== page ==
BMT was appointed to develop a masterplan for a new port in Hon Gai, Vietnam. The intention is to develop a Cruise Terminal to attract cruise ships to call at the UNESCO world heritage area of Ha Long Bay whilst minimising the environmental impact of the development.
The proposed site for the terminal was a disused coal wharf built in early 1900’s by the colonial power, France. The historic structure had unique features, including a deck supported by spanning arches that required extensive background research and analysis before key decision on the required refurbishment could be taken.
The work undertaken involved a prefeasibility study, a feasibility study and the preparation of a masterplan for the proposed development, followed by preliminary design studies for the development. The masterplan included:
The market investigation and feasibility studies required consideration of how cruise ships could be attracted to use the terminal, how the hinterland could benefit from the development of the terminal and how the environmental impacts of the area caused by additional tourist traffic could be minimised and mitigated.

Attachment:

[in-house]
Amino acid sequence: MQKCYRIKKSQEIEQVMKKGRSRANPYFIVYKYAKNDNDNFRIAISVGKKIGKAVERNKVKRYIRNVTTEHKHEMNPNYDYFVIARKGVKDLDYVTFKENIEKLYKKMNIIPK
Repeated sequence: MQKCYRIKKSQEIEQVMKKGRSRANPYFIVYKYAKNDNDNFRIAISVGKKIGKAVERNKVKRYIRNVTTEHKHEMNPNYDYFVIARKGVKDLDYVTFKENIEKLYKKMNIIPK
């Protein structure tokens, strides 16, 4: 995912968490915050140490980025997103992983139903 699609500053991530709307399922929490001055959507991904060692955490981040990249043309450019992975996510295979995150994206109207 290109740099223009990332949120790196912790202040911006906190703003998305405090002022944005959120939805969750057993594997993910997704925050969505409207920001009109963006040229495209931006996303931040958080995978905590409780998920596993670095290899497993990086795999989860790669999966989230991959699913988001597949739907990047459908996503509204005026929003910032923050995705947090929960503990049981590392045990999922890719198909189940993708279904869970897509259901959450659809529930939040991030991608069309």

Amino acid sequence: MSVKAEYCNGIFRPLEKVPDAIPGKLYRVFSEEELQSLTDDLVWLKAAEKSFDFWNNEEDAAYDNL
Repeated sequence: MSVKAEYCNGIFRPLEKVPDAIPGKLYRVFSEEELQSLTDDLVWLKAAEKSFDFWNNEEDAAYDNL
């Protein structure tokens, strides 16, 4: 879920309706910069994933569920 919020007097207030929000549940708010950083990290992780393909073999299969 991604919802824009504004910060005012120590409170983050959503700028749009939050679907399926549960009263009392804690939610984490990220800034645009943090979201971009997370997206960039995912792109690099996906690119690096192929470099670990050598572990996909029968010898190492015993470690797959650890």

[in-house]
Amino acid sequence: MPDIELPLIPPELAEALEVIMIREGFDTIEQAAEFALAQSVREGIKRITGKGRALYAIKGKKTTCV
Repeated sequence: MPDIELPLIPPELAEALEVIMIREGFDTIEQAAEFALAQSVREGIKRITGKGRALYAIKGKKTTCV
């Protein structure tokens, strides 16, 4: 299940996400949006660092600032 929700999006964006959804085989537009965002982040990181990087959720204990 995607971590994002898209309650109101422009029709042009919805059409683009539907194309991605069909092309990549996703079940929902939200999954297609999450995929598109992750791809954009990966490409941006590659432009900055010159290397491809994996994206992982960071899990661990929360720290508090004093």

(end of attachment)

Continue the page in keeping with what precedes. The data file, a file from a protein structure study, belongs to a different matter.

The purpose of this Preliminary Feasibility assessment was to establish at a high level the nature and volume of cargo demand, the technical requirements to support this volume, the marine and port facility requirements, broad environmental and metocean impacts, and quantified investment returns.
The Port of Brisbane Pty Ltd (PBPL) has developed an environmental monitoring program which aims to provide an understanding of the condition, values and stressors operating at and adjacent to the port area.
Fremantle Ports trusted BMT to oversee marine monitoring of major dredging and reclamation works, in full public view, for Western Australia's largest metropolitan port.
BMT designed the port as multi product facility that could handle both import and export of bulk products, livestock export and possibly Ro-Ro traffic.